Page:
The Exotic Small Block: How Ford's DOHC 4.6 Engine Changed the American V8 Forever
When you think of the American V8 engine, it's likely still overhead-valve, pushrod engines that come to mind. The same basic design that's been powering American cars and trucks since the '40s and '50s.
And for GM and Chrysler, it's still those same pushrod V8 engines that power their modern performance cars, pickup trucks and full-size SUVs.
But over at Ford, the company has long left the pushrod design behind, and it was in the early '90s that the company introduced a groundbreaking new V8 that helped put them on their current path.
Bye Bye 5.0, Hello 4.6
It started in with the introduction of the all-new modular SOHC 4.6 liter two-valve V8 engine in the 1991 Lincoln Town Car, and within a few years the SOHC 4.6 would replace the old 5.0 liter pushrod V8 across Ford's lineup—including in the F-150 and the Mustang GT.
But along with the high volume 4.6 SOHC, Ford was also hard at work on another version of the modular 4.6 V8 that would aim to take its luxury and performance cars to a new level.
While displacement was the same, this engine would use an aluminum block and new double overhead-cam heads with four valves per cylinder—something that up until then was really only seen on limited production V8s from smaller automakers.
Hot Rod Lincolns
The first car that used the new 32-valve DOHC 4.6 was the 1993 Lincoln Mark VIII, which made 280 horsepower and 285 pound feet of torque.
This may seem like a modest number by today's standards, but back in '93 the top dog Mustang Cobra only made 235 horsepower from its upgraded version of the pushrod 5.0 small block.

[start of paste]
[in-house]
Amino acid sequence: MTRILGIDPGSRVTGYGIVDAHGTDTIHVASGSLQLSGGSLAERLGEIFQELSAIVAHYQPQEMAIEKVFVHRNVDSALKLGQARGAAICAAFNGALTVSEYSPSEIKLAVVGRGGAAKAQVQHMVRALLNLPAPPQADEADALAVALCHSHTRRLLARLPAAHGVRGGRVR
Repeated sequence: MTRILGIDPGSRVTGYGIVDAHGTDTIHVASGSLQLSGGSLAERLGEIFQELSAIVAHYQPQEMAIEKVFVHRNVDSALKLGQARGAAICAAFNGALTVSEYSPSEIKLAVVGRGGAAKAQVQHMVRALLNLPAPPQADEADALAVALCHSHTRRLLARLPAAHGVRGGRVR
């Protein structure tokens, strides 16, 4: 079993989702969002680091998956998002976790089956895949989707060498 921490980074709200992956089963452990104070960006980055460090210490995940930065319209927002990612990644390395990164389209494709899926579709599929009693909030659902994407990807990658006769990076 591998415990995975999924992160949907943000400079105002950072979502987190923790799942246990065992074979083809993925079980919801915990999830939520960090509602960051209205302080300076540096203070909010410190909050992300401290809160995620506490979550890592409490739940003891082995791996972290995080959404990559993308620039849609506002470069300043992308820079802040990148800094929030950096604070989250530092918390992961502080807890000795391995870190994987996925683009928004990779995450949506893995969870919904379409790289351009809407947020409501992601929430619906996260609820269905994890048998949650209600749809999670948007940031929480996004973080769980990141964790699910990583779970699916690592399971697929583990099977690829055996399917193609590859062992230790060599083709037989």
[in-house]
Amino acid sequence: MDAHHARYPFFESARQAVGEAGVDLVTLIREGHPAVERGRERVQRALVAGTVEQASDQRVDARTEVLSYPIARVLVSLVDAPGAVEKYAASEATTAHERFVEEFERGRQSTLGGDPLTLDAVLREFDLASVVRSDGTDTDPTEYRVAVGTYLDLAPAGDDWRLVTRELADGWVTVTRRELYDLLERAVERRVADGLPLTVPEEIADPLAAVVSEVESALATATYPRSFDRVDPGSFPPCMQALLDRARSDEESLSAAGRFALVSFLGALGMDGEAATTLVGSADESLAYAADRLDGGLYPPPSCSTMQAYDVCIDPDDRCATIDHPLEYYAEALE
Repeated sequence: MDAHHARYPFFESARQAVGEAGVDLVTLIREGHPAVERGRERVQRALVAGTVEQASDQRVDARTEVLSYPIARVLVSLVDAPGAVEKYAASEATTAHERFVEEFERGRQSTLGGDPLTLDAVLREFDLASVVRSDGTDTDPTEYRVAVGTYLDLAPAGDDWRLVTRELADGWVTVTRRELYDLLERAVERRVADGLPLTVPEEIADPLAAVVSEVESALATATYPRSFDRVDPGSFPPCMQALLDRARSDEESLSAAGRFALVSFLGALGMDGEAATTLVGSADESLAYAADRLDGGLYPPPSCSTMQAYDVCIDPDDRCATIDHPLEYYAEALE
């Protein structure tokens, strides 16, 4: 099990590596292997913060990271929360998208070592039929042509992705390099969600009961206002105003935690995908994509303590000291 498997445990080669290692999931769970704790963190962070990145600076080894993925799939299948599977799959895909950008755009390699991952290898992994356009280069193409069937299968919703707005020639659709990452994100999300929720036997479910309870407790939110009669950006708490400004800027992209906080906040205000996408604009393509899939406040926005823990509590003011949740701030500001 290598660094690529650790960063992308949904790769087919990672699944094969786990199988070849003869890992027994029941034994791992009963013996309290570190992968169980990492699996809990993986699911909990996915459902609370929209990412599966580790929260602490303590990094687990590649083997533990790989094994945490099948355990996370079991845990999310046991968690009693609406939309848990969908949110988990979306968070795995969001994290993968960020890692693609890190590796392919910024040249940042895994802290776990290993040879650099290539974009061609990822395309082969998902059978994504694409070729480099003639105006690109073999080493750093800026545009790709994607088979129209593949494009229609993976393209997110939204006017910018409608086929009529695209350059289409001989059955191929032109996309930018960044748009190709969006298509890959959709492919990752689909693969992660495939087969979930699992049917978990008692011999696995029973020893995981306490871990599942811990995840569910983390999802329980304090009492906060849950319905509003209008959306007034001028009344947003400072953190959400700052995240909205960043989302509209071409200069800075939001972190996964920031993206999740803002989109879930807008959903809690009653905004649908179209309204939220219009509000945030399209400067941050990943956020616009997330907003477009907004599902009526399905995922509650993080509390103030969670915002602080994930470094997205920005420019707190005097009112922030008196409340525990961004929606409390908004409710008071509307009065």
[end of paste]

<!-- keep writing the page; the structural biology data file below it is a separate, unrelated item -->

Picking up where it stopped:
Interestingly, Lincoln also used a detuned 260 horsepower version the 32-valve 4.6 V8 under the hood of the 1995 Continental sedan—driving the front wheels.
Enter the Cobra
For the 1996 model year, the Mustang left the aging pushrod V8 behind for good, with the 5.0 in the Mustang GT replaced by the SOHC 4.6 modular V8. But the bigger story was the 1996 Mustang SVT Cobra.
The Cobra was the performance flagship of the Mustang lineup, and for 1996 it was powered by a special version of the DOHC 4.6 that was hand-built by SVT workers.
The '96 Cobra made 305 horsepower and 300 pound feet of torque, helping to put it on even ground with the larger 5.7L LT1 V8 GM was using in the Camaro and Trans Am.
But while the LT1 was basically an upgraded version of the ancient small block Chevy, the SVT Cobra had a character all its own. The wide DOHC heads dominated the Cobra's engine bay, and its rev-happy nature and unique sound established the SVT Cobra as a new type of muscle car.
A New Era Begins
While many Mustang fans were lukewarm to the SOHC 4.6 that replaced the beloved 5.0, the powerful and exotic DOHC 4.6 helped win many of them over. It also laid the groundwork for a generation of high performance Mustangs to come.
Ford continued to tweak and upgrade its four-valve modular V8s, eventually adding a supercharged version in the 2003 SVT Cobra, along with larger displacement 5.4 liter versions and later the current 5.0 version better known as the Coyote.
Not only was the Ford DOHC 4.6 a game-changer for American V8 engines, it was so well received that it was also used for non-Ford specialty vehicles like the Panoz Roadster and Panoz Esperante, and a version of it even powered by the Koenigsegg CCR of the mid 2000s.
While there's no doubt some Ford traditionalists will never stop missing the old 302/5.0, the introduction and development of these overhead cam V8s have not only kept cars like the Mustang on top of their game, they've also helped given Ford's modern V8s an appeal that's all their own.
Just ask anyone who has had the unique pleasure of revving out the current 480 horsepower 5.0 Coyote to its 7,500 RPM redline...
More From Driving Line
For a continuing part of the Ford modular V8 story, we break down the history of 5.0 Coyote engine right here.